Copeland says she found little support after discovering that her husband of 26 years was gay, so she channeled her energy into heightening public awareness of this complex issue and providing a safe haven online for dumped spouses to seek advice, gain perspective or simply vent. The ultimate goal, she says, is "to lessen the isolation of spouses and offer them as wide a range of resources for support as we can." In the four years since Copeland came to the network, she says, she has watched it mature from a mere six members to thousands of visitors and veteran participants.
The Internet is familiar territory to a lot of the dejected and rejected spouses, though not always as a source of solace. Many of us were made aware through domestic disaster that there are hundreds of chat rooms and message boards out there where gay spouses meet or arrange meetings with new partners or engage in cybertrysts without compromising their carefully maintained facade.
While I had heard some fairly amazing tales from out-of-the-closet unmarried gay men before, the cyberworld allowed me to watch it go down. There they are, "happily married men," posting their profiles online in search of "discreet encounters" with other men. Ironically, these sites offer troubled straight spouses a means of uncovering the truth about their life companions (we do snoop) and a way to find support after the explosive revelations.
Very little has been written about the impact of the coming-out process on straight spouses and their children. Buxton's book, published in 1994, is considered the most reliable text. Writer Lisa Rogak, whose husband came out three years ago after two years of marriage, published a novel last year -- "Pretzel Logic" -- that is loosely based on her own experience. "Husbands Who Love Men" by Aileen H. Atwood also is popular in the support community for straight spouses. And Copeland is a contributor to "The Gay Husband Checklist," a resource book by Bonnie Kaye on mixed-orientation marriage scheduled to be published later this year.
Buxton, who is updating her book, says that "straight spouses go into their closets when their spouses come out. They therefore cope with painful issues in isolation and feel they are the only ones in this bizarre situation." Adds Rogak, "It drops on you like a bomb out of nowhere. At first you think that since it appeared instantly, it will go away instantly, so a lot of people suffer silently, hoping the whole mess will go away by itself."
The most common scenario, say Buxton and others, involves straight women married to gay men. Our stories differ in the particulars, but we do tend to share feelings of anger and humiliation at being used, posted as sentries to guard our husbands from the judgments of a hostile and sometimes violently homophobic world. We mourn the lost years -- in some cases, many years -- that might have been spent rebuilding our lives instead of stumbling blindly along with someone who was building a new life behind our backs, preparing to leave when the time was right.
Watching one's spouse leave the closet can be painful viewing. It can be hard to dwell -- with kindness and political correctness -- on the happiness you might feel for a loved one who is finally acting on his or her desires. Immediately after our separation my husband began dating and informed me that it "felt right." He reveled in his new life -- accessorized by a new car, a gym membership, a new circle of supportive companions and a lover.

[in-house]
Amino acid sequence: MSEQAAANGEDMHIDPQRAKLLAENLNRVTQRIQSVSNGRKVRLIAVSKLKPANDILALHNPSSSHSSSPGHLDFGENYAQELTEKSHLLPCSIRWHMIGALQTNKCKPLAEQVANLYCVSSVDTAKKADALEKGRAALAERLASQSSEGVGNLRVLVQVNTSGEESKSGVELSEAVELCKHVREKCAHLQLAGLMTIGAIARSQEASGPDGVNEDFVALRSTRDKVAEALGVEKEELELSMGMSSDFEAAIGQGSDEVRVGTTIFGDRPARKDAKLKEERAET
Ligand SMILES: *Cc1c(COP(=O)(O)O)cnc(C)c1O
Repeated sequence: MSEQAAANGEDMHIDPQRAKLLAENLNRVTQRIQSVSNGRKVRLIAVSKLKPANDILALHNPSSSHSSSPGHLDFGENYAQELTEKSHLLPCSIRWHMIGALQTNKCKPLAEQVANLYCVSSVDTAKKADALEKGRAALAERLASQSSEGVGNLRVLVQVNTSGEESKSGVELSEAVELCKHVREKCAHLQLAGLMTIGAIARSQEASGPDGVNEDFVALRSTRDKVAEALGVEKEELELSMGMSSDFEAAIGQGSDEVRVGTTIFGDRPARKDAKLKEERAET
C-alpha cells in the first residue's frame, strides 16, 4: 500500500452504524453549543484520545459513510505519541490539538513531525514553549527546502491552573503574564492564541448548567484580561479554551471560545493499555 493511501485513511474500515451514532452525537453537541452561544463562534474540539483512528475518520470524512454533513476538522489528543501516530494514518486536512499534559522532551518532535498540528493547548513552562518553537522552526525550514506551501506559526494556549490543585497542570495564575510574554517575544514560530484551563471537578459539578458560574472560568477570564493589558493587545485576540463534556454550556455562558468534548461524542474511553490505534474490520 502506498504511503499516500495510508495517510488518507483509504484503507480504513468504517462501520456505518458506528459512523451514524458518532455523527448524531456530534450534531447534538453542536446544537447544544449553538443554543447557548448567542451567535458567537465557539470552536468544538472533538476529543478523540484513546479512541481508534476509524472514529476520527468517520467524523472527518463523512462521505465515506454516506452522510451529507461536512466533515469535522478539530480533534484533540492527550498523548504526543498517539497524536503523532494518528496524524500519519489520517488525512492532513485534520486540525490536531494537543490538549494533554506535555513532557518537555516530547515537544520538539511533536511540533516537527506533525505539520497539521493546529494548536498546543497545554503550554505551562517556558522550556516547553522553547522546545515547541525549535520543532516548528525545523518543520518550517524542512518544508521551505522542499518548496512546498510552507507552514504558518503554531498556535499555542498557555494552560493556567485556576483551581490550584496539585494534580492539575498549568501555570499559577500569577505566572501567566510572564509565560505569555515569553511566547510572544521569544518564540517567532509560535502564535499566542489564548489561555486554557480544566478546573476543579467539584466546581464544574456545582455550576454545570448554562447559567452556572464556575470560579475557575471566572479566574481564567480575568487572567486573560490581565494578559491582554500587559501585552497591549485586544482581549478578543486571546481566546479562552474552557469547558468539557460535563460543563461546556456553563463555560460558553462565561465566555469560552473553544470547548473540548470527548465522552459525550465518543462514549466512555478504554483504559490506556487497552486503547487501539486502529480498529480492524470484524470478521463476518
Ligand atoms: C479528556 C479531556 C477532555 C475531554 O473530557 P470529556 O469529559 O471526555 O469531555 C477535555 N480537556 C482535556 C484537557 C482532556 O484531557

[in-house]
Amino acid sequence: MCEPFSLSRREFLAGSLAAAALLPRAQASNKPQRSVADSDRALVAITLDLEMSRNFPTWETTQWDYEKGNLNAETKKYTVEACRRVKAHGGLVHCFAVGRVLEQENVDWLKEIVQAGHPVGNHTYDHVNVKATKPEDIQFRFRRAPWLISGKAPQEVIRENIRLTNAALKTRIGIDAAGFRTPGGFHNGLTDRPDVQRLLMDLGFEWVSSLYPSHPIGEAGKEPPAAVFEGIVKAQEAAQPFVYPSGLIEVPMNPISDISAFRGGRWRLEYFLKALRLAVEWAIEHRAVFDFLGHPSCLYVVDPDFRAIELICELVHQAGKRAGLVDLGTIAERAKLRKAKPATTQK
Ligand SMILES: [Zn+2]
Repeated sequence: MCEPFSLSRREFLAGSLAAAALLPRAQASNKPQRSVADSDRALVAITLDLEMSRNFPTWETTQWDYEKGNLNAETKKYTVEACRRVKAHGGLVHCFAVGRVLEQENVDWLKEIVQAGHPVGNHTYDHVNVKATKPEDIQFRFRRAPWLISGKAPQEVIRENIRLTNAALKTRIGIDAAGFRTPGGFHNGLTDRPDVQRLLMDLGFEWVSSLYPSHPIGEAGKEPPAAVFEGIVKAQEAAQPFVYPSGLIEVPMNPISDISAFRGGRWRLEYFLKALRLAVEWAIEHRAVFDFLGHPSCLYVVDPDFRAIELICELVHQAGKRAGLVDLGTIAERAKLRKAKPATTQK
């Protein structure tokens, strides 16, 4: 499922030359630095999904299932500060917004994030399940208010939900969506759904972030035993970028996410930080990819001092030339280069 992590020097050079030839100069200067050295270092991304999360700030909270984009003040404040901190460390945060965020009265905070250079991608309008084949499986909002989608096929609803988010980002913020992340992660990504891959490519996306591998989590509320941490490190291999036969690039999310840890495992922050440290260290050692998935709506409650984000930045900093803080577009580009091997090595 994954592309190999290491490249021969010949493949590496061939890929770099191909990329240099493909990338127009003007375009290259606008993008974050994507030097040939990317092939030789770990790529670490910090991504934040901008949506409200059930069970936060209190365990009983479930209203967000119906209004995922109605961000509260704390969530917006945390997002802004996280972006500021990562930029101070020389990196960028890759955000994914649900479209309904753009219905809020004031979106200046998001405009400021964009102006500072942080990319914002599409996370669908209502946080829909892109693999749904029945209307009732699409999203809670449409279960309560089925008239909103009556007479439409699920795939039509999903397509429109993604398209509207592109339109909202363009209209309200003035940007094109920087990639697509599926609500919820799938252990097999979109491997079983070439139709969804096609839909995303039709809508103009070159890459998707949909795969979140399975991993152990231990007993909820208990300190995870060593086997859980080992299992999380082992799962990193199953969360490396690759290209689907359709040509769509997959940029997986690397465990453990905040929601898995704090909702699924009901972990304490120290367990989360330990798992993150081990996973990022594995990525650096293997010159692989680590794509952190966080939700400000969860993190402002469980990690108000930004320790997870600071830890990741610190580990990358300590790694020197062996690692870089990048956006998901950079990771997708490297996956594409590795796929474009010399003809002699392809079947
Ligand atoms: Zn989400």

I have become his 10-year mistake, someone who pesters him for answers he doesn't want to provide. I'm told to "move on" because he has. But his journey is new, one in which he is finally realizing his true being. My journey is more of a static exercise -- I've pulled emotional K.P. I try to fathom the deceit of a lot of years while caring for two young daughters who are confused and devastated by the breakup of their family. They know only that Daddy couldn't love Mommy the way she needed to be loved, but still refer to that empty spot on my bed as "Daddy's side."
Of course, not all of the suddenly single spouses are women. And not all of the marriages end. Some couples try to muddle through. Buxton's research indicates that while only a minority of unions last more than three years after a spouse comes out of the closet, some do endure. Most of the known marriages that last involve bisexual husbands.
Sarah and Don (not their real names) have been married for 30 years, and for the past six she has known of his same-sex yearnings. While Don professes his love for Sarah and his desire to keep the marriage intact, she experienced all the stages of grieving before agreeing to a "don't ask, don't tell" arrangement. They have a committed relationship in which there is an unspoken agreement that he will periodically have homosexual liaisons. It is not perfect, she admits, but neither she nor her husband could endure the alternative of ending the marriage.
The question that plagues us -- straight and gay -- is why we get married in the first place. Buxton, despite her years of research, has nothing to reveal except what we mostly already know: The vast majority of gay men and women who married straight partners truly loved them, wanted children and felt enormous pressure to conform to the cultural standard. Many believed that being safely ensconced in a heterosexual union would somehow quiet their same-sex longings.
But those of us who are left behind find it difficult, if not impossible, to integrate this cold logic into our disrupted lives. We are, so often, the last to know and the first to be vilified. We feel chosen and sacrificed by our spouses to resolve their inner conflicts. Our trust evaporates; our hearts are broken.
Several gay rights organizations are sponsoring a Millennium March in Washington this weekend. A contingent of straight spouses will be present to demonstrate that we do exist. It will be one of the first acts of public unity by the former and current partners of many who march. You could say that we are coming out of the closet. At last.